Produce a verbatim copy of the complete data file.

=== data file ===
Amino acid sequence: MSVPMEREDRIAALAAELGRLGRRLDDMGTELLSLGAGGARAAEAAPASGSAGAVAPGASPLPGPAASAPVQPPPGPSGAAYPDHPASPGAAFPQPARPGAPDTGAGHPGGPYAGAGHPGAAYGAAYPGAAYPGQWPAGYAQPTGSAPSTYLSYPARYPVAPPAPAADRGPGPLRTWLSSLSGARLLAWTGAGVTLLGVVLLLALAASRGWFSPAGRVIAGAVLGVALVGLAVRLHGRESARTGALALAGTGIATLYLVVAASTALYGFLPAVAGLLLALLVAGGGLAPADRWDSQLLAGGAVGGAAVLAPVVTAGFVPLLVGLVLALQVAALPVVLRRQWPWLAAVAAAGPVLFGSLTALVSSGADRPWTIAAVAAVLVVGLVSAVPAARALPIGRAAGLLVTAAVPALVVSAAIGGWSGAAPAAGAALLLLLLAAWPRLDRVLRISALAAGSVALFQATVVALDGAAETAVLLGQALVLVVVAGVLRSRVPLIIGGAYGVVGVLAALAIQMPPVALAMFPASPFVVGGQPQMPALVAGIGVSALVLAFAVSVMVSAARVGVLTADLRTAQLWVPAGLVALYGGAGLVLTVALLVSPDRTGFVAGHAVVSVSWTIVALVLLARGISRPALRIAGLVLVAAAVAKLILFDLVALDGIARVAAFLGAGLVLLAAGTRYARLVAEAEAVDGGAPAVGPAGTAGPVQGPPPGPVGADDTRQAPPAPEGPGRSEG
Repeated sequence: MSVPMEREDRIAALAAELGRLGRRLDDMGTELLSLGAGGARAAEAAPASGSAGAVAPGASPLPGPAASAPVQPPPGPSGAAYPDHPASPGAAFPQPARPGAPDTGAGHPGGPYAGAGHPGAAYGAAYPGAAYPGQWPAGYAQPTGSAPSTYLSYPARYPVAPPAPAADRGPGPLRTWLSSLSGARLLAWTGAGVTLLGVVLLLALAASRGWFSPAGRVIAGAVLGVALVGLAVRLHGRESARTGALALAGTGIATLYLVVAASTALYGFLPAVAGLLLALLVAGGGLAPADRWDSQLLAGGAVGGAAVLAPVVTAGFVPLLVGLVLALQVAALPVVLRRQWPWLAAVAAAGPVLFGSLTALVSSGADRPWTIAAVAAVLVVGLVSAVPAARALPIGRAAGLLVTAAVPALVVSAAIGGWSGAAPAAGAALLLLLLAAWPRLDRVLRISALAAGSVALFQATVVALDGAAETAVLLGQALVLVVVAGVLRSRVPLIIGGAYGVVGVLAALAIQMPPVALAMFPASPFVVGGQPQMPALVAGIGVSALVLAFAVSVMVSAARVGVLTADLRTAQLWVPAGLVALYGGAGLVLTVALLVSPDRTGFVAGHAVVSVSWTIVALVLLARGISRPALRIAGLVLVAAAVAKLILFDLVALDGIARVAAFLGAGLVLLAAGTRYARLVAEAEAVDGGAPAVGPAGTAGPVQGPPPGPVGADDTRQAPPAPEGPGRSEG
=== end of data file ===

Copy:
Amino acid sequence: MSVPMEREDRIAALAAELGRLGRRLDDMGTELLSLGAGGARAAEAAPASGSAGAVAPGASPLPGPAASAPVQPPPGPSGAAYPDHPASPGAAFPQPARPGAPDTGAGHPGGPYAGAGHPGAAYGAAYPGAAYPGQWPAGYAQPTGSAPSTYLSYPARYPVAPPAPAADRGPGPLRTWLSSLSGARLLAWTGAGVTLLGVVLLLALAASRGWFSPAGRVIAGAVLGVALVGLAVRLHGRESARTGALALAGTGIATLYLVVAASTALYGFLPAVAGLLLALLVAGGGLAPADRWDSQLLAGGAVGGAAVLAPVVTAGFVPLLVGLVLALQVAALPVVLRRQWPWLAAVAAAGPVLFGSLTALVSSGADRPWTIAAVAAVLVVGLVSAVPAARALPIGRAAGLLVTAAVPALVVSAAIGGWSGAAPAAGAALLLLLLAAWPRLDRVLRISALAAGSVALFQATVVALDGAAETAVLLGQALVLVVVAGVLRSRVPLIIGGAYGVVGVLAALAIQMPPVALAMFPASPFVVGGQPQMPALVAGIGVSALVLAFAVSVMVSAARVGVLTADLRTAQLWVPAGLVALYGGAGLVLTVALLVSPDRTGFVAGHAVVSVSWTIVALVLLARGISRPALRIAGLVLVAAAVAKLILFDLVALDGIARVAAFLGAGLVLLAAGTRYARLVAEAEAVDGGAPAVGPAGTAGPVQGPPPGPVGADDTRQAPPAPEGPGRSEG
Repeated sequence: MSVPMEREDRIAALAAELGRLGRRLDDMGTELLSLGAGGARAAEAAPASGSAGAVAPGASPLPGPAASAPVQPPPGPSGAAYPDHPASPGAAFPQPARPGAPDTGAGHPGGPYAGAGHPGAAYGAAYPGAAYPGQWPAGYAQPTGSAPSTYLSYPARYPVAPPAPAADRGPGPLRTWLSSLSGARLLAWTGAGVTLLGVVLLLALAASRGWFSPAGRVIAGAVLGVALVGLAVRLHGRESARTGALALAGTGIATLYLVVAASTALYGFLPAVAGLLLALLVAGGGLAPADRWDSQLLAGGAVGGAAVLAPVVTAGFVPLLVGLVLALQVAALPVVLRRQWPWLAAVAAAGPVLFGSLTALVSSGADRPWTIAAVAAVLVVGLVSAVPAARALPIGRAAGLLVTAAVPALVVSAAIGGWSGAAPAAGAALLLLLLAAWPRLDRVLRISALAAGSVALFQATVVALDGAAETAVLLGQALVLVVVAGVLRSRVPLIIGGAYGVVGVLAALAIQMPPVALAMFPASPFVVGGQPQMPALVAGIGVSALVLAFAVSVMVSAARVGVLTADLRTAQLWVPAGLVALYGGAGLVLTVALLVSPDRTGFVAGHAVVSVSWTIVALVLLARGISRPALRIAGLVLVAAAVAKLILFDLVALDGIARVAAFLGAGLVLLAAGTRYARLVAEAEAVDGGAPAVGPAGTAGPVQGPPPGPVGADDTRQAPPAPEGPGRSEG